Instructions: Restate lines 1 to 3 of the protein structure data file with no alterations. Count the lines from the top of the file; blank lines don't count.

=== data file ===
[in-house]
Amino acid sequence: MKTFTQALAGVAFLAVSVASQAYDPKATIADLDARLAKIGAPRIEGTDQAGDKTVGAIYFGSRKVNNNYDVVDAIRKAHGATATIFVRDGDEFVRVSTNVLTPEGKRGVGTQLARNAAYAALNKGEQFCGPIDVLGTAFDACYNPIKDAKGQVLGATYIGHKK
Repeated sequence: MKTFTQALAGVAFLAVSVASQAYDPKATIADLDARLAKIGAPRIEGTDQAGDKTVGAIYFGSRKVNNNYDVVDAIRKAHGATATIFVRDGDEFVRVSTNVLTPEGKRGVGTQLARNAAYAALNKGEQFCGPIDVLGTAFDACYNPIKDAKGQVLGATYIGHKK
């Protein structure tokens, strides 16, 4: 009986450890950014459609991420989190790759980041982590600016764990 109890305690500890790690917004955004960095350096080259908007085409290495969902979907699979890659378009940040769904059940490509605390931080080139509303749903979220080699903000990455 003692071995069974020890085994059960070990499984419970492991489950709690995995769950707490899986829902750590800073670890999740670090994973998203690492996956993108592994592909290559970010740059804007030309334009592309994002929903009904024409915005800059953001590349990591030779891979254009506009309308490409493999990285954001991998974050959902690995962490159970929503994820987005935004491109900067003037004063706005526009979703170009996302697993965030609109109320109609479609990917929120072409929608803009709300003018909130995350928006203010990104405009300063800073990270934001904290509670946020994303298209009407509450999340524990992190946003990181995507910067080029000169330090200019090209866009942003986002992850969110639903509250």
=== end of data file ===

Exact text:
[in-house]
Amino acid sequence: MKTFTQALAGVAFLAVSVASQAYDPKATIADLDARLAKIGAPRIEGTDQAGDKTVGAIYFGSRKVNNNYDVVDAIRKAHGATATIFVRDGDEFVRVSTNVLTPEGKRGVGTQLARNAAYAALNKGEQFCGPIDVLGTAFDACYNPIKDAKGQVLGATYIGHKK
Repeated sequence: MKTFTQALAGVAFLAVSVASQAYDPKATIADLDARLAKIGAPRIEGTDQAGDKTVGAIYFGSRKVNNNYDVVDAIRKAHGATATIFVRDGDEFVRVSTNVLTPEGKRGVGTQLARNAAYAALNKGEQFCGPIDVLGTAFDACYNPIKDAKGQVLGATYIGHKK